This past fall, doctoral candidate Gao studied severe maternal morbidity—life-threatening pregnancy complications before or after delivery—in redlined neighborhoods. Prior studies had shown that the built environment is a significant determinant of reproductive health but research had not yet made the connection with severe maternal morbidity.
"We wanted to take a step back and examine the sociopolitical mechanisms that produced the differential neighborhood social and material conditions in the first place," Gao said. She added that by considering issues such as housing discrimination and segregation in their analysis, her colleagues would be able to address racial inequities in severe maternal morbidity.
Gao studied roughly 24,500 cases of severe maternal morbidity across eight different California cities, from the San Francisco Bay Area to San Diego between 1997 and 2017, using census tract-level HOLC maps. Black and Hispanic residents in historically D-graded neighborhoods showed greater risk of the illnesses than other racial groups.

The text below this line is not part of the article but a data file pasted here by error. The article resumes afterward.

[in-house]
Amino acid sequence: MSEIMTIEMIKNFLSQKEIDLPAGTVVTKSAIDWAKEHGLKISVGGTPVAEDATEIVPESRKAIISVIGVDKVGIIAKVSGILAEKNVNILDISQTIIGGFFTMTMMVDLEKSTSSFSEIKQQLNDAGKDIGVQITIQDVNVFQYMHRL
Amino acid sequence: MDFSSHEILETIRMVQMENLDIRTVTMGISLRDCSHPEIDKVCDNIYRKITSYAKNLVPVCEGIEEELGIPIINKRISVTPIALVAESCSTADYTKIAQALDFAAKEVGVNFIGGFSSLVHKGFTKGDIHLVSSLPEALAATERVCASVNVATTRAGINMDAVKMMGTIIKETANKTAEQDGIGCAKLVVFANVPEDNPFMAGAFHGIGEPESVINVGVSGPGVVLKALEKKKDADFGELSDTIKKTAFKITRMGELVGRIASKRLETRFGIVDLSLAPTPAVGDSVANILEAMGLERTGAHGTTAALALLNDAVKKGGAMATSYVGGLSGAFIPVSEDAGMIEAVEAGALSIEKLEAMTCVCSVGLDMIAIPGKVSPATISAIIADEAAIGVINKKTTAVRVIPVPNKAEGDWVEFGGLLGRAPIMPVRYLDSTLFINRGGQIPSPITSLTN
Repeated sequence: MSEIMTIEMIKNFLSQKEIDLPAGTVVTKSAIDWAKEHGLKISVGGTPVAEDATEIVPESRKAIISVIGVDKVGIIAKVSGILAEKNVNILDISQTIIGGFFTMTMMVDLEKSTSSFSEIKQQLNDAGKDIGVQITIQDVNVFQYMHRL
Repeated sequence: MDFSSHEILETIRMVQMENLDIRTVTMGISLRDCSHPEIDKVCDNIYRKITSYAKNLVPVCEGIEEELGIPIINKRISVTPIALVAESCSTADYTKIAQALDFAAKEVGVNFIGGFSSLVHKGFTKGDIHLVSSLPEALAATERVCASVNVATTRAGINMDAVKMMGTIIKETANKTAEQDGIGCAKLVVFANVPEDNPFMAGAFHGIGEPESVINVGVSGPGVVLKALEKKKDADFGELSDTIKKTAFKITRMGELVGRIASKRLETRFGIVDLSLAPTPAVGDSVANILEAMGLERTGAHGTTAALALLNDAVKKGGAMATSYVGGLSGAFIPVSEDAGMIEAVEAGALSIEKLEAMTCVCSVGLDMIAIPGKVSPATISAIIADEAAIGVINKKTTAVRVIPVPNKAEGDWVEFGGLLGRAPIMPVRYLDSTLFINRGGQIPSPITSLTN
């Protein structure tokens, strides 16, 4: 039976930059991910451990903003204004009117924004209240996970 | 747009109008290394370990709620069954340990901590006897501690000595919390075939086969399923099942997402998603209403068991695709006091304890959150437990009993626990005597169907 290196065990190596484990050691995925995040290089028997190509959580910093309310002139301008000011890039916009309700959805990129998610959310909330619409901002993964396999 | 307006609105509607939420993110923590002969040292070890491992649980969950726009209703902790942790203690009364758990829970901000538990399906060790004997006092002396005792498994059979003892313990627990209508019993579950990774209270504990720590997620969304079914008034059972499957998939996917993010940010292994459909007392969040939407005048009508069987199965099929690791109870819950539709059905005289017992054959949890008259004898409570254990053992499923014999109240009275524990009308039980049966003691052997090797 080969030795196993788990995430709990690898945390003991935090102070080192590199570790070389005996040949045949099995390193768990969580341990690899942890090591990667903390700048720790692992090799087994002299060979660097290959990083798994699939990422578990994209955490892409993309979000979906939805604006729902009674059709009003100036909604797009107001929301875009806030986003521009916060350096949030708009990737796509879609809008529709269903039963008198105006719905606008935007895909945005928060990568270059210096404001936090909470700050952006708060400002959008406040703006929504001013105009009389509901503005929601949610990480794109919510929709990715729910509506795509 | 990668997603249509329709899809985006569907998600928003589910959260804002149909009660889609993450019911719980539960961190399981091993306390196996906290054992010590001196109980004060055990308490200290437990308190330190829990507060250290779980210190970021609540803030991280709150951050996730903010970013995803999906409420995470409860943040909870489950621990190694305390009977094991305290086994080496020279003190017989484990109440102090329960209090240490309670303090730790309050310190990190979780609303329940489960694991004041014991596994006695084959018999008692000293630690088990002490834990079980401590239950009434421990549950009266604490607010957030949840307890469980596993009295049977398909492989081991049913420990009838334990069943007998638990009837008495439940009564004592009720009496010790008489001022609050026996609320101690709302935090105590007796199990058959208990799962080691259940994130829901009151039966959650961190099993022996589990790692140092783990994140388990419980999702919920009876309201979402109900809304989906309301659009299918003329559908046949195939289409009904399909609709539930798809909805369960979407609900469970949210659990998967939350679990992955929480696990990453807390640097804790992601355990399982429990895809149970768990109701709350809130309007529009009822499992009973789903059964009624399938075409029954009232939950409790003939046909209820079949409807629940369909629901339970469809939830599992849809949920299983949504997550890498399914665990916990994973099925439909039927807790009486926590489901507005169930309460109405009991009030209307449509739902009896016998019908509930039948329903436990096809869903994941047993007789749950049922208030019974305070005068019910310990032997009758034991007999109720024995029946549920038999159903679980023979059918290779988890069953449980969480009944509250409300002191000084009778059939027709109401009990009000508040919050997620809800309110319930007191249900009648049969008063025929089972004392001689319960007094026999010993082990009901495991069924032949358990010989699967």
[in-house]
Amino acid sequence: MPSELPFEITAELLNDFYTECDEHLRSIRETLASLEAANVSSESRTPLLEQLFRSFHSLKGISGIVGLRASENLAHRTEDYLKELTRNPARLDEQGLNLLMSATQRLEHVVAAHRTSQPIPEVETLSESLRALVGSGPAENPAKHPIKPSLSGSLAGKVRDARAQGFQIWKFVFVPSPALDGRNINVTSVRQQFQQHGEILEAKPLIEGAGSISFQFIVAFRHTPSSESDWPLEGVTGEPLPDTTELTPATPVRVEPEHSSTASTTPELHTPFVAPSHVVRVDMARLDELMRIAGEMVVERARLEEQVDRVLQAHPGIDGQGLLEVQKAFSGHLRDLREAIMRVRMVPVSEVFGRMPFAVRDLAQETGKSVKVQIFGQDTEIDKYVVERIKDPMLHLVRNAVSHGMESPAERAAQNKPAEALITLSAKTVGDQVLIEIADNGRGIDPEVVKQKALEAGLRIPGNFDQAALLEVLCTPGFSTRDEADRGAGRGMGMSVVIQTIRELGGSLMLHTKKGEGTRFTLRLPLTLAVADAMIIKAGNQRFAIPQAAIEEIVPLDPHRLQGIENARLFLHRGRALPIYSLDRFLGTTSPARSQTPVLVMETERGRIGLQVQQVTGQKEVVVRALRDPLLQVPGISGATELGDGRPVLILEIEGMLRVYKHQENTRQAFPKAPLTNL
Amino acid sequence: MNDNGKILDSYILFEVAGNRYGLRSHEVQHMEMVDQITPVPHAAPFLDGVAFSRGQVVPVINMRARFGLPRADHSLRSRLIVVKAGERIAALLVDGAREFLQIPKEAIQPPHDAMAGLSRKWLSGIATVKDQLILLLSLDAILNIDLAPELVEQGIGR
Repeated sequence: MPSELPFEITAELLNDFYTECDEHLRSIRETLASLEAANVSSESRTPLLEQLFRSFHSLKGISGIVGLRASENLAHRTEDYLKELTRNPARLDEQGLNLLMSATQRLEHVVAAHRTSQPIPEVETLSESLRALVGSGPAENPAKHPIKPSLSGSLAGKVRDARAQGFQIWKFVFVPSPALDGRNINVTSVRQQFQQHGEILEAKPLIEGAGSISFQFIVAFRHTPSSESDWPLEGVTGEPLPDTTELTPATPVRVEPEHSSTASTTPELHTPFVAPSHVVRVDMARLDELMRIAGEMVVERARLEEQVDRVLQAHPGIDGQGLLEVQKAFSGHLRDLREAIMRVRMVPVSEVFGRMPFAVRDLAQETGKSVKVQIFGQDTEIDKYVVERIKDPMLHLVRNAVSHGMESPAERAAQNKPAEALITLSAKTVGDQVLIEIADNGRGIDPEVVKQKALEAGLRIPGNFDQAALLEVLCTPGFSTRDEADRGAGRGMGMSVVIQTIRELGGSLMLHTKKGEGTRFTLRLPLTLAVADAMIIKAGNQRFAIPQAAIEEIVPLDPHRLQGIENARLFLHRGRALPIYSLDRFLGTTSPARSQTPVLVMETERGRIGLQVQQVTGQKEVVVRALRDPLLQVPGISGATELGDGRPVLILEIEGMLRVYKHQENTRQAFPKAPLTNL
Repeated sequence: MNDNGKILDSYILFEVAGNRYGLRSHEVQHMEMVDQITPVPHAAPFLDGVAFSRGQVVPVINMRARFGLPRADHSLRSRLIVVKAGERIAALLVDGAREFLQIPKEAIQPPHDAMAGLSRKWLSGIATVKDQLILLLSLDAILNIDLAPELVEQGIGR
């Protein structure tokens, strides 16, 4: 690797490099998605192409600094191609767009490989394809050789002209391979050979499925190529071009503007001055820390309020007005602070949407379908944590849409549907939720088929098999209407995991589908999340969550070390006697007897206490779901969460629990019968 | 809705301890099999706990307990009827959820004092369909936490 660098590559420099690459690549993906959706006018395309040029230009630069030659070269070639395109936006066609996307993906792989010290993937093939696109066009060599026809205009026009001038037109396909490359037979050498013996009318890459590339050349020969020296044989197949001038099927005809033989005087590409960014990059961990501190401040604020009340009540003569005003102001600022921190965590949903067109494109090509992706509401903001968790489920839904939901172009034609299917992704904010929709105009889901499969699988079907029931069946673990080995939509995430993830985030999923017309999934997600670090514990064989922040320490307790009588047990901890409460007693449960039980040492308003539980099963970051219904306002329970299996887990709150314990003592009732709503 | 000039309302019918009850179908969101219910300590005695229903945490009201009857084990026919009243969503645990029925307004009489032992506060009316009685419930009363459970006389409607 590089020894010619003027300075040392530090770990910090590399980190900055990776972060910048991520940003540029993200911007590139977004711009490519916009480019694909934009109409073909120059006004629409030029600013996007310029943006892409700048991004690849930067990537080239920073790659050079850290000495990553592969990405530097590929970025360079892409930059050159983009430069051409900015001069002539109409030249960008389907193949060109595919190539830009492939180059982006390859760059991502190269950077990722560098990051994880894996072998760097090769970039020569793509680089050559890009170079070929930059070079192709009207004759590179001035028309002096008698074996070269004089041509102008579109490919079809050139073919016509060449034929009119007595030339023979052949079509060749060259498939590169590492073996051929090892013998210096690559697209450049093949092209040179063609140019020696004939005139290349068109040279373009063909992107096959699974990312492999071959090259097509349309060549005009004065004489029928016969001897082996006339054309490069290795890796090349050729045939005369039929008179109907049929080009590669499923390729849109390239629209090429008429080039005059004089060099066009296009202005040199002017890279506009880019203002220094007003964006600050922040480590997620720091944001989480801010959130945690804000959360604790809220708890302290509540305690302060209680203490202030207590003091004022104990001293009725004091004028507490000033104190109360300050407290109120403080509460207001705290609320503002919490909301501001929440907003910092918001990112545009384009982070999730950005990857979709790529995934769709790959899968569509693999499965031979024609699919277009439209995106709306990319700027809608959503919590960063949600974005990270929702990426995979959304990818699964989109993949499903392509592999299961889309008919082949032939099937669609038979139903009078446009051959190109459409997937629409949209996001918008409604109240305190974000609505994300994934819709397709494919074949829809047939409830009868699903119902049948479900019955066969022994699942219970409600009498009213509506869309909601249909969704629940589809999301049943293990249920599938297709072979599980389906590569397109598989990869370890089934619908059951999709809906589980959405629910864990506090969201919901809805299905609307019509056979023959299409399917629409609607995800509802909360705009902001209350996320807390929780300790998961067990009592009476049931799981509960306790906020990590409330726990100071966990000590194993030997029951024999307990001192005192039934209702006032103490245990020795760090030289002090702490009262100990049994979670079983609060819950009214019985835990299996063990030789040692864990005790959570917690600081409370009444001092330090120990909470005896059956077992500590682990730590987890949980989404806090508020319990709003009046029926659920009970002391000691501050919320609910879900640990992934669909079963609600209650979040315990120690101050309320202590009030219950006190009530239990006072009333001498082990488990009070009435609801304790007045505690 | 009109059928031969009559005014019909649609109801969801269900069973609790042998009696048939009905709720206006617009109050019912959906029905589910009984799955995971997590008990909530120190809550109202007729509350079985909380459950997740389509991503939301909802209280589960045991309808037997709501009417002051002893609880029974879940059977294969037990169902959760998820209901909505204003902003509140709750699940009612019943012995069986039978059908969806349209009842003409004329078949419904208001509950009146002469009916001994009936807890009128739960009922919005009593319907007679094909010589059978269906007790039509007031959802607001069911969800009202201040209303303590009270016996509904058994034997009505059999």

Discriminatory lending practices continue to have devastating effects on low-income and people of color nearly 100 years after the first redlined maps were created by the Home Owners' Loan Corporation in 1933.
Residents in historically D-graded neighborhoods are highly susceptible to serious health complications such as cardiovascular disease and maternal morbidity due to decades of strategic disinvestment.
Without considerable intervention to supply cleaner air, access to parks, and other environmentally enriching amenities to vulnerable communities, this trend is likely to continue. Further research into past and present discriminatory housing practices are thus the beginning of addressing racial inequities in public health.